Your right to be free from surprise charges or rent increases

If you live in an apartment that is not rent stabilized or controlled, there is no limit on how much your landlord can increase your rent. However, your landlord must give you advanced written notice before they can raise your rent 5% or more.

If your landlord decides not to renew your lease, they must also give you advance written notice. This applies to month-to-month tenants without a lease as well.

  • If you have lived in your apartment two years or more, or if you have a two-year lease, your landlord must provide you with 90 days advance written notice before raising your rent or not renewing your lease.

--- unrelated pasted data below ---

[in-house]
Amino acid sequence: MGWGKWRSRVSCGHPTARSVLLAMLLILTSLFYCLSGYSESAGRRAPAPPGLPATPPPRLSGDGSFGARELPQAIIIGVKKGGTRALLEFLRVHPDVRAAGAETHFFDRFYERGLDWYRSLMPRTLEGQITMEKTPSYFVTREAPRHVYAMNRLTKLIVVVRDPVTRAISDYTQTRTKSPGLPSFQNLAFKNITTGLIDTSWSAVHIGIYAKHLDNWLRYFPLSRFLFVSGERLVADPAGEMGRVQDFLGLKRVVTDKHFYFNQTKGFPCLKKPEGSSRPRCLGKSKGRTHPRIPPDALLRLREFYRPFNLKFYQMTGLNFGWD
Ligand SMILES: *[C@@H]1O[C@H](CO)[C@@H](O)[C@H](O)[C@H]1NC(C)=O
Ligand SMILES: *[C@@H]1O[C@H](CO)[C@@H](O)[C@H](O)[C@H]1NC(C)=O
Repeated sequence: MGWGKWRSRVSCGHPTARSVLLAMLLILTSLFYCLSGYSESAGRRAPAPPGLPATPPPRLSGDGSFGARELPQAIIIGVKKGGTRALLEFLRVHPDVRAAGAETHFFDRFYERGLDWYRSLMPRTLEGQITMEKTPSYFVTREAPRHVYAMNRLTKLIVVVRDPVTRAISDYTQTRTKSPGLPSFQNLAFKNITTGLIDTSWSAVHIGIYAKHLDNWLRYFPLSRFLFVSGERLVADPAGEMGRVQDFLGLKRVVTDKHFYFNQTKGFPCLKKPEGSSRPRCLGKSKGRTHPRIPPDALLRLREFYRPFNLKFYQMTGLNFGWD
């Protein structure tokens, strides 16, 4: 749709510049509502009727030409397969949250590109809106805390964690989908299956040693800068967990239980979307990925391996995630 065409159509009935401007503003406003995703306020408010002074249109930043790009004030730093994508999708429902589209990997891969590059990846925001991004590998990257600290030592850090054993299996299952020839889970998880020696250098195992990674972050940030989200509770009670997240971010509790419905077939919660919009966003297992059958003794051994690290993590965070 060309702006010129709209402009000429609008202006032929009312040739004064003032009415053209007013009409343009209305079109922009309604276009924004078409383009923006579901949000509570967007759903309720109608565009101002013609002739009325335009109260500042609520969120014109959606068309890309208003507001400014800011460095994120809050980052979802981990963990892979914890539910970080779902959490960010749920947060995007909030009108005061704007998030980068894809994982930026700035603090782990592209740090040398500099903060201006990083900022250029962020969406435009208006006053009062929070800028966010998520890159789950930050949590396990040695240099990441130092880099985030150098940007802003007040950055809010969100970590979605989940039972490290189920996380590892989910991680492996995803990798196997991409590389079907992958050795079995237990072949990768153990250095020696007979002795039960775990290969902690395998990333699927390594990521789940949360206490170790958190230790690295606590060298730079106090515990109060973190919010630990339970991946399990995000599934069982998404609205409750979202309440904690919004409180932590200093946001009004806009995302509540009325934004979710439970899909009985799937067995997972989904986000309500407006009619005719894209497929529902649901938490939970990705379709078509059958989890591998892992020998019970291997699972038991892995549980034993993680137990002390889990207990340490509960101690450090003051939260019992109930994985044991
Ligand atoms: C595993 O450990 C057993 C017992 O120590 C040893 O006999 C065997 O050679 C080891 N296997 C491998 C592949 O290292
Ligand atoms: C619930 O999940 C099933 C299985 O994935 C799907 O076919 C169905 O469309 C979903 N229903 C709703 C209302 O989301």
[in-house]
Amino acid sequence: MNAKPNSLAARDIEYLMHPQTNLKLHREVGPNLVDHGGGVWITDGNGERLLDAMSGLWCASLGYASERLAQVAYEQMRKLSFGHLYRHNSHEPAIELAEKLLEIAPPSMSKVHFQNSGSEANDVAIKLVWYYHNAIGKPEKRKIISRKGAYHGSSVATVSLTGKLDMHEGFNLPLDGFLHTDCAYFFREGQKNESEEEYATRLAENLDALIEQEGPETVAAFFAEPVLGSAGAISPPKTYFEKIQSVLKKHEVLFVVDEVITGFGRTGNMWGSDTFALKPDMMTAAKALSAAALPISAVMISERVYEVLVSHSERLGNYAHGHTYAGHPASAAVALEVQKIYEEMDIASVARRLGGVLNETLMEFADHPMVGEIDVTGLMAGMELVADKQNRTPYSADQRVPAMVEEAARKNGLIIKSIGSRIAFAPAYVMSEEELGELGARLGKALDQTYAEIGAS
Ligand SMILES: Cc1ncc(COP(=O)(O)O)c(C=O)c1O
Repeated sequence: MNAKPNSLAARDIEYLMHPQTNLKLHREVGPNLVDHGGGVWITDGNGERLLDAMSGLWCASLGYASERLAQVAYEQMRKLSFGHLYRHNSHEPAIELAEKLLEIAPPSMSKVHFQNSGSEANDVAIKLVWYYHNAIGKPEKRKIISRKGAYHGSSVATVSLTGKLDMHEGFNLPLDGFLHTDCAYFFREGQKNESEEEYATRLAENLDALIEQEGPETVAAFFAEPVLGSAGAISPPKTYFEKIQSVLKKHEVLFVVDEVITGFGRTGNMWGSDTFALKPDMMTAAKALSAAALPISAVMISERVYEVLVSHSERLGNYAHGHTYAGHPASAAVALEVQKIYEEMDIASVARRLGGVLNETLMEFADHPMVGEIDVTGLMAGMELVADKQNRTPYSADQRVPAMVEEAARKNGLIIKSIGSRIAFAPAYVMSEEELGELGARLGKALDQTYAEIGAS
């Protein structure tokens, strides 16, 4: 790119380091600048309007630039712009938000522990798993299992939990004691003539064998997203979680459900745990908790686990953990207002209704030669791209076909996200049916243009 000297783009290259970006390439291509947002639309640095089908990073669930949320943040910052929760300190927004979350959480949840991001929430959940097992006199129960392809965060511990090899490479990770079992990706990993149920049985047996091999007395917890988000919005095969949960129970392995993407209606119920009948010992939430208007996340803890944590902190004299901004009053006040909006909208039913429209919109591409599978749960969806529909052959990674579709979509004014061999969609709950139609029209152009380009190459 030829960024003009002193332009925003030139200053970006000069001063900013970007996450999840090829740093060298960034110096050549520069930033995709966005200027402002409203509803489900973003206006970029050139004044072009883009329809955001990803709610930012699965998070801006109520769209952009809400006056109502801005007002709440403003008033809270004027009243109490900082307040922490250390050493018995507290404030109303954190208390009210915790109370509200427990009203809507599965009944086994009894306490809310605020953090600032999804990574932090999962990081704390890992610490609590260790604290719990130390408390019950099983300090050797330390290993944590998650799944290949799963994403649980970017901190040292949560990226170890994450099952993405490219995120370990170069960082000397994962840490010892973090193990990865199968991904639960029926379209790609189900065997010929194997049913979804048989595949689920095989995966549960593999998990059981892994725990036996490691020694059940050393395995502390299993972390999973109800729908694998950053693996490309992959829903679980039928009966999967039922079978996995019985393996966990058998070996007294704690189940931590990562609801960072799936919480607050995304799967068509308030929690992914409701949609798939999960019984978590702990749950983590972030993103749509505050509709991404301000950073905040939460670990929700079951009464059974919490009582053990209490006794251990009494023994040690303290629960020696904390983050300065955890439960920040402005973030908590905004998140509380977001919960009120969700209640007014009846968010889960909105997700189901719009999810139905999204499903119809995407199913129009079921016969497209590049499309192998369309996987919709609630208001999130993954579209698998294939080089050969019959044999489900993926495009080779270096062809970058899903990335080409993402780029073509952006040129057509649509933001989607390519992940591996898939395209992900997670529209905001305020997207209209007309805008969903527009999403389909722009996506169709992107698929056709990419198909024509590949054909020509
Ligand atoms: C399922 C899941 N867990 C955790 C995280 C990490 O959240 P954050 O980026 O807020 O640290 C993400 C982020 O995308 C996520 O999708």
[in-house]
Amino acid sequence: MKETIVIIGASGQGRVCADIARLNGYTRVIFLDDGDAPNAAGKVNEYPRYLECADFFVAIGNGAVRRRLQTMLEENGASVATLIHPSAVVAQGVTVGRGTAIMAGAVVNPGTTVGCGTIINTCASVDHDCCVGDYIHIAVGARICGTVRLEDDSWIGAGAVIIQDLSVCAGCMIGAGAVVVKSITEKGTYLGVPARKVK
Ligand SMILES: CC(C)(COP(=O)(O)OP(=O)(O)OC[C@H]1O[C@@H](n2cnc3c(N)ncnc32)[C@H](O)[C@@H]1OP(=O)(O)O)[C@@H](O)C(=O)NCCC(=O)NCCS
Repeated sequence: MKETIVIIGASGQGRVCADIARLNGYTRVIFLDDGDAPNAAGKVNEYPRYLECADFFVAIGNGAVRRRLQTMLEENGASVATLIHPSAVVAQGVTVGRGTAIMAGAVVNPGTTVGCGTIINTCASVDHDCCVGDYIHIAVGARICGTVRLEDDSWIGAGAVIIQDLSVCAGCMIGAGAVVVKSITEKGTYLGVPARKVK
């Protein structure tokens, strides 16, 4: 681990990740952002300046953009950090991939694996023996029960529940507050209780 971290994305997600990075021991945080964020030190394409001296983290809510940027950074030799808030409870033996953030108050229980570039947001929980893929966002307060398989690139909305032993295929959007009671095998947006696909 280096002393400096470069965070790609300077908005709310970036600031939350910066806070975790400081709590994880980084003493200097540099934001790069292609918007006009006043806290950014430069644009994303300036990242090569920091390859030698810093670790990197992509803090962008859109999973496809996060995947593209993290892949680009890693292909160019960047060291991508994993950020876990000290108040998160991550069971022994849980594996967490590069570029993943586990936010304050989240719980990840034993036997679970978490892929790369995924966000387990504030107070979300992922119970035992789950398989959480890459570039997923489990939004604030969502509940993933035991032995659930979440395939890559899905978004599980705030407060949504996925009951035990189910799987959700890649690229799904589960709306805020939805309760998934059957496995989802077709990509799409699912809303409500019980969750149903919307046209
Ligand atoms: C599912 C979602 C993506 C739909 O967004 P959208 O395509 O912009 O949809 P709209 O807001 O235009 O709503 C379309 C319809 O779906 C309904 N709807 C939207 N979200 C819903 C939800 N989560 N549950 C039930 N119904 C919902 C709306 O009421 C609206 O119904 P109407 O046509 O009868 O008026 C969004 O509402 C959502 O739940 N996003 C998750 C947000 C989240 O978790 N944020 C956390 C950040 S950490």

• If you have lived in your apartment for more than one year, but less than two years, your landlord must provide you with 60 days advance notice before raising your rent or not renewing your lease.
  • If you have lived in your apartment for less than one year, or have a lease for less than one year, your landlord must provide you with 30 days advance notice before raising your rent or not renewing your lease. 

If your landlord does not provide you with the required written notice, you have the right to remain in the apartment at your current rent until you are given the written notice and the time period that applies to you of 90, 60, or 30 days, expires.